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Tim Daiss

Tim Daiss

I'm an oil markets analyst, journalist and author that has been working out of the Asia-Pacific region for 12 years. I’ve covered oil, energy markets…

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The Race Is On For Philippines’ First LNG Terminal

News coming out of the Philippines is that yet another group of companies is trying to be the first to build a working liquefied natural gas (LNG) receiving terminal in the Philippines. On Wednesday,  Philippine power company First Gen Corp. and Tokyo Gas said they had signed a preliminary agreement to jointly develop a LNG import terminal project in the Philippines.

First Gen Corp. said that Tokyo Gas will take a 20-percent interest in the project, which will be located in Bangles province, south of the Philippine capital, Manila. No further financial details were disclosed. The Manila-based company operates four of the country’s five gas-fired power plants, with total capacity of about 2,000 MW, all of them in Batangas province.

The disclosure comes as the Philippines faces an impending natural gas shortage. Estimates vary, but most experts claim that gas at the country’s offshore Malampaya gas field will be depleted by 2022 or 2023. Malampaya supplies three gas-fired power plants, providing 40 to 45 percent of power generation requirements for Luzon, the country’s main island, which includes Manila with a population of around 20 million.

The possible building of the Philippines’ first LNG terminal also comes less than two weeks after Manila singed a controversial MoU with Beijing on joint oil and gas development in overlapping claims in the South China Sea, which the Philippines calls the West Philippine Sea.

The MoU signing is part of Philippine President Rodrigo Duterte’s push to forge closer ties with China despite the warnings of many in and outside of the country that relying on Beijing may come at both a heavy political cost domestically as well as possible problems once a new administration takes over in Manila in just under four years after Duterte’s one time, six-year term expires.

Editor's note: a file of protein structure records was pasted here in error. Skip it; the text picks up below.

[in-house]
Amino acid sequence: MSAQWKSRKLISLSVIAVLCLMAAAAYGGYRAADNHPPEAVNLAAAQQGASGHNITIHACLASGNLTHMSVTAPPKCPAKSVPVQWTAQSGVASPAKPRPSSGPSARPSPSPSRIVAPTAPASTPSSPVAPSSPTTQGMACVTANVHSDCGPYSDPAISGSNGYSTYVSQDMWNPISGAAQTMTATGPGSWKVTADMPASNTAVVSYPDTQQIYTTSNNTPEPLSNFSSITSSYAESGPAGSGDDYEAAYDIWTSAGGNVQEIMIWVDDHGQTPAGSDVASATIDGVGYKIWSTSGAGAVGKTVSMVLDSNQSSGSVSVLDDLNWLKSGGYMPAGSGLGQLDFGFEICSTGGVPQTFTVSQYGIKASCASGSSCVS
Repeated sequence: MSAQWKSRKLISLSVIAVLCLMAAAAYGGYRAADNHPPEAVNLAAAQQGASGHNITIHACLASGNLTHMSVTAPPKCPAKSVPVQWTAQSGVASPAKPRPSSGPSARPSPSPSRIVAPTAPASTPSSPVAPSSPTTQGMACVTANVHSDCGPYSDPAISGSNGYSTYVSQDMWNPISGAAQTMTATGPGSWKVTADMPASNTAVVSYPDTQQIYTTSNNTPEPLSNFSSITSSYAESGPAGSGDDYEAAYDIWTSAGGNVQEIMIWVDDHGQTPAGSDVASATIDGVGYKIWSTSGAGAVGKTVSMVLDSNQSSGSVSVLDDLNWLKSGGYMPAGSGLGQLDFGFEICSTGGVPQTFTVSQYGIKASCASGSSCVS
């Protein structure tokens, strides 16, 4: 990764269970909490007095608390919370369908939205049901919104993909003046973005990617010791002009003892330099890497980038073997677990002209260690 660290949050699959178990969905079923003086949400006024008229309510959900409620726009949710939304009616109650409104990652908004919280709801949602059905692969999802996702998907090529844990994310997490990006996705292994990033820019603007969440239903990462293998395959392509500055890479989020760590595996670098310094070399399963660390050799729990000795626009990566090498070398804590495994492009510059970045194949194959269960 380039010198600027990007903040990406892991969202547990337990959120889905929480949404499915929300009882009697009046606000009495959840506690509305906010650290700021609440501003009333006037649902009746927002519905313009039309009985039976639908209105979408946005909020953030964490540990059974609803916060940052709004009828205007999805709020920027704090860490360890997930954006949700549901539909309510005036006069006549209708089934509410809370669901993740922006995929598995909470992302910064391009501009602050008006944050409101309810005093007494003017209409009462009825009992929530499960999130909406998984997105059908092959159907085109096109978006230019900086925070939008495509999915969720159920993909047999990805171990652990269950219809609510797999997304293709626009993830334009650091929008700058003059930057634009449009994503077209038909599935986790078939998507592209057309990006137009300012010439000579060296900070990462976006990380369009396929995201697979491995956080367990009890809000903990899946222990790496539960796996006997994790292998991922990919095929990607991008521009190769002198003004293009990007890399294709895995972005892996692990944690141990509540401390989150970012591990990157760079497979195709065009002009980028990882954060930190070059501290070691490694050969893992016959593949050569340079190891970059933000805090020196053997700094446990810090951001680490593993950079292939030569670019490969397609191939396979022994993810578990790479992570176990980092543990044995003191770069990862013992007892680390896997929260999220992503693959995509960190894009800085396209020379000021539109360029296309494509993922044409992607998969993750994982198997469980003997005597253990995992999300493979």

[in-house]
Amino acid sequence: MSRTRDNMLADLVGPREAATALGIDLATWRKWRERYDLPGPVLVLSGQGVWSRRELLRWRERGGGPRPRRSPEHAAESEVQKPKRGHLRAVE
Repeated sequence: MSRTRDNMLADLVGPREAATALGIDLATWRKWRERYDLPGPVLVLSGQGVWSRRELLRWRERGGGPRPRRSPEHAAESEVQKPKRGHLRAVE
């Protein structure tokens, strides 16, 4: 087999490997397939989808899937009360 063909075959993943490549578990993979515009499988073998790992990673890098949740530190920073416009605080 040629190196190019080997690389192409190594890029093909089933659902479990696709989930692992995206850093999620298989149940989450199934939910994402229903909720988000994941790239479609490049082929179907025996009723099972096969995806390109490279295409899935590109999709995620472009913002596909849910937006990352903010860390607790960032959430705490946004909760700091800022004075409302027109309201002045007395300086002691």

Other attempts have fallen short

This is not the Philippines’ first attempt at building an LNG receiving terminal. In fact, numerous other LNG proposals have been discussed but have never materialized. Moreover, talks for energy projects in the country often fall apart amid regulatory and financing hurdles, as well as companies trying to appease not only officials in Manila but provincial officials who often scare away international business with their under-the-table demands and rampant corruption. Related: Qatar’s OPEC Exit May Just Be The Beginning

However, in 2015 it appeared that this stalemate would be broken when reports out of Manila claimed that the country’s first LNG terminal was nearing completion. Australian Stock Exchange listed Energy World Corp (EWC) was reportedly finishing an LNG import hub and LNG-fired combined-cycle gas turbine power station, with a capacity of 650 MW, in Quezon province, just south of Manila, to provide electricity to be sold through the wholesale electricity spot market to the Luzon grid.

The EWC plant was to receive LNG from EWC natural gas fields, including those in Indonesia, but would also have to procure supply on the spot market. However, in the ensuing three years EWC’s terminal has never been completed and has largely fallen off the radar of Philippine DOE officials and media in Manila.